EECS 230 – Electromagnetics I
To provide an introduction to transmission-line analysis, electrostatics, magnetostatics, and time-varying fields.
The course covers the following topics: waves and phasors, transmission lines, vector calculus, electrostatics, magnetostatics, time-varying fields (Faraday’s law and displacement current). There are 6 laboratories which cover a range of topics. Laboratories 1-3 cover transmission lines, the Smith Chart and magnetically coupled circuits. In laboratories 4-6, students develop a wireless power system
ECS 430 – Radiowave Propagation and Link Design
1. To develop a theoretical and practical understanding of wireless radiowave propagation, antennas, system noise, and the hardware realizations used in applications such as telecommunications, remote sensing, and satellite communications.
2. To acquire practical experience in wireless radiowave link design and to develop professional skills in team dynamics, project management, and product development.
The lecture topics include: fundamentals of electromagnetic propagation and radiation; radiowave propagation in different environments (near earth, troposphere, ionosphere, indoor and urban); antenna parameters; practical antennas; link budget analysis; system noise; fading and multipath interference. Practical wireless systems such as point-to-point microwave links, mobile, satellite, radiometer and radar systems are also covered. The course includes lectures, labs and a major design project in which student teams develop and implement practical wireless systems.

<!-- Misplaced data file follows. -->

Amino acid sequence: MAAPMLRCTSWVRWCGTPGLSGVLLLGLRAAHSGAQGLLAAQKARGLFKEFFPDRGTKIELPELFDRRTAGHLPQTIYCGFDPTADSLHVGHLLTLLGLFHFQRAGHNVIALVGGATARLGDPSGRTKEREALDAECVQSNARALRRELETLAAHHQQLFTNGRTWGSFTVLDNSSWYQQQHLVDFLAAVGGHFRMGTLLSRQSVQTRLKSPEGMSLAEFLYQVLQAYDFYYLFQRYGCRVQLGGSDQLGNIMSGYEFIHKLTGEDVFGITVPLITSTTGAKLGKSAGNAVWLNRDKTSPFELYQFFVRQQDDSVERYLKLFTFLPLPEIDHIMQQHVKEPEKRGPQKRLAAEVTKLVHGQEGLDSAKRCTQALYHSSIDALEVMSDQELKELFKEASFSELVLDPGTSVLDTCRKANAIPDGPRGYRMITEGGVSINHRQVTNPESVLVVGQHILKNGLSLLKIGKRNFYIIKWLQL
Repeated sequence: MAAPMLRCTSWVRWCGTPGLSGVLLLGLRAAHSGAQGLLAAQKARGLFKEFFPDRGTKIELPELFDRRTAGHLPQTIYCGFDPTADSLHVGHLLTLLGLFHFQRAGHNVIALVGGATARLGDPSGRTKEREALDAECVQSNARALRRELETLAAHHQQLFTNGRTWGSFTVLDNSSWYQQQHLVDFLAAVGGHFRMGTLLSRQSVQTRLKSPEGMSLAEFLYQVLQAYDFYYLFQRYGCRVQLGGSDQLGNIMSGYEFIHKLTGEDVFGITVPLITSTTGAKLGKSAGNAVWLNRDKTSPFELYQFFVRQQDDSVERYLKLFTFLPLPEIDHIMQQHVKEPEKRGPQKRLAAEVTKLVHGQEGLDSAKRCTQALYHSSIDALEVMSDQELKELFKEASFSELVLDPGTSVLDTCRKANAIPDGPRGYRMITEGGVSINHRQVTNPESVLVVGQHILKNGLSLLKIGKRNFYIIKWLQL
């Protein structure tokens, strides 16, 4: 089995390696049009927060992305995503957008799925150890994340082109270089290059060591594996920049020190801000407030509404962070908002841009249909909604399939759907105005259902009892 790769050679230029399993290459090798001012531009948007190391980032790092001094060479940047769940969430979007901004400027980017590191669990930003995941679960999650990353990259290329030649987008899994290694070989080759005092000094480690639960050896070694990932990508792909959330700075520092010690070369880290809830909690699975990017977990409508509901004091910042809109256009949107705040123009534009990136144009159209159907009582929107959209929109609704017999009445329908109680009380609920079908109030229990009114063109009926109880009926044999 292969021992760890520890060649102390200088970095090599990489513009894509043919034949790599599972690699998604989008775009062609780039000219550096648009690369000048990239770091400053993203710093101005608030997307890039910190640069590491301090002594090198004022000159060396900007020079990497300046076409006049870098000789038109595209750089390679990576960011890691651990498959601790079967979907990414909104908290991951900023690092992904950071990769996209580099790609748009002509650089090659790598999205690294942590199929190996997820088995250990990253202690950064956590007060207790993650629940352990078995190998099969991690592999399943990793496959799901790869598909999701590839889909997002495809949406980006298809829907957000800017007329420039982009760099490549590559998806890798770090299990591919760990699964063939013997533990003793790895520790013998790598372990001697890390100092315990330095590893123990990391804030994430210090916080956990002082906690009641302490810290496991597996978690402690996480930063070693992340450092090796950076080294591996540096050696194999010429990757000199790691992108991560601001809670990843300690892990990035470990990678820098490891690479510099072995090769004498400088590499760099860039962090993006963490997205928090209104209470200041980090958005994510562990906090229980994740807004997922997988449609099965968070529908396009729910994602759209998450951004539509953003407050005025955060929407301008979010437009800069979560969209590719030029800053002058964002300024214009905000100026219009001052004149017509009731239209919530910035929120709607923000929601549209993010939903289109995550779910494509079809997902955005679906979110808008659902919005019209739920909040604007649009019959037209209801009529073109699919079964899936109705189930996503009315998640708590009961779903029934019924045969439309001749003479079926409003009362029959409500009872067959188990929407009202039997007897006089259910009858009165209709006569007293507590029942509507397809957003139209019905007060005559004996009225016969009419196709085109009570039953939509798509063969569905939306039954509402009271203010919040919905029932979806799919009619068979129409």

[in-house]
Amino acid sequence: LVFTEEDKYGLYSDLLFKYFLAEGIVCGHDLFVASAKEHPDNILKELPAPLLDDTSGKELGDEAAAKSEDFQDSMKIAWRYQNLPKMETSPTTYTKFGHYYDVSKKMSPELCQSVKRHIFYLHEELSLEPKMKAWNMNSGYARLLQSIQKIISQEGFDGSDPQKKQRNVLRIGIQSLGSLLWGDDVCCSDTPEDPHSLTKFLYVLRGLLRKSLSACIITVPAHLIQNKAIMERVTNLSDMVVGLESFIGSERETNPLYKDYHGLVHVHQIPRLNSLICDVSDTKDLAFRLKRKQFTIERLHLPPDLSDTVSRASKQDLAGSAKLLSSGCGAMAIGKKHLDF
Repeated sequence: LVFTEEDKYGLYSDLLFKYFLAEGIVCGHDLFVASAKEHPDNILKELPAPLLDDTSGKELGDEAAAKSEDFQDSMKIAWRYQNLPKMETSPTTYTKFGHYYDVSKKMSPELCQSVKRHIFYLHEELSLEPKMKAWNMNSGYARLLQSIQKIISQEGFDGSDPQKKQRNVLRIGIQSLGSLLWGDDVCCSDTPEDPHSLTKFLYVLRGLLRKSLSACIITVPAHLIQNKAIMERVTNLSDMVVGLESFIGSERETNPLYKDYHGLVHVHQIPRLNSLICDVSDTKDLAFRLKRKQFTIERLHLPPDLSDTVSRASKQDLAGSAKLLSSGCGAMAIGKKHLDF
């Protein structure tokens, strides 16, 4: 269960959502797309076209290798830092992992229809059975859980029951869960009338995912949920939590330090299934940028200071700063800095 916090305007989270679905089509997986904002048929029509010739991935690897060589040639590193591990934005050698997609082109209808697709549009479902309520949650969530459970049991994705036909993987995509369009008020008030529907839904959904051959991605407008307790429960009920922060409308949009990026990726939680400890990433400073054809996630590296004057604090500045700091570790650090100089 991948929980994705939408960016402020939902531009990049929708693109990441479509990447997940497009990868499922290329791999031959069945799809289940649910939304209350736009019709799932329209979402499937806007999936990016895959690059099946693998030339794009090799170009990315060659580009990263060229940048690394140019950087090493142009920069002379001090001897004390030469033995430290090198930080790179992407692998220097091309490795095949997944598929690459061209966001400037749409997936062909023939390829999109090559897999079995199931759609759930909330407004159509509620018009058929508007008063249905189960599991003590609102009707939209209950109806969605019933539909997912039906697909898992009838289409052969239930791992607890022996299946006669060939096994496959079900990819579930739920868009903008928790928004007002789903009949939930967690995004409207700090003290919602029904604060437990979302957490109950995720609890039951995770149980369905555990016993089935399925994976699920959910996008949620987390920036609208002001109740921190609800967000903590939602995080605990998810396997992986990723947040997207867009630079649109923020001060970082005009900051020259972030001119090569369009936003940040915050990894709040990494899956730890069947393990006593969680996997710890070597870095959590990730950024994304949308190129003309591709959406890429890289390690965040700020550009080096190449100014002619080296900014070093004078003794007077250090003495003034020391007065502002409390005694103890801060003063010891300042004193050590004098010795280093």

EECS 531: Antenna Theory and Design
To provide an introduction to the fundamental principles of antennas and electromagnetic propagation.
This graduate antenna course covers: fundamental antenna parameters, plane waves and polarization, radiation from elementary sources, the radiation integral, reciprocity and reaction theorems and duality, Friis equation, linear wire antennas and image theory, loop antennas, antenna array analysis and synthesis, self impedance, mutual impedance, the induced EMF method, aperture antennas (equivalence principle, slot antennas, horn antennas, plane wave expansion), small antennas, broadband antennas (Yagi Uda array, traveling-wave antennas, spiral antennas), helix antennas, printed antennas (microstrip antennas, printed inverted F antennas).
EECS 598 – Electromagnetic Metamaterials
The course provides students with the fundamental concepts needed to conduct research in the field of electromagnetic metamaterials. The field of metamaterials is relatively new and few resources are available to graduate students that wish to learn about this research area. Textbooks and graduate courses on the subject matter are scarce. Therefore, the student is left to learn from research papers scattered throughout numerous journals. In response to this need, I developed this special topics course.
The course covers engineered structures possessing tailored electromagnetic properties, or properties that are difficult to achieve using conventional materials. The course content includes classical microwave structures like periodically loaded transmission lines and waveguides, corrugated surfaces, wire arrays, and more recent structures such as high impedance surfaces, electromagnetic bandgap structures, negative refractive index and artificial magnetic media. Optical structures including photonic bandgap materials and metal-dielectric plasmonic media are also touched upon. The course allows students to develop an intuitive understanding of the electromagnetic response of various structures through exact and approximate methods. Effective medium theories, distributed circuit concepts and periodic analysis are utilized to gain understanding.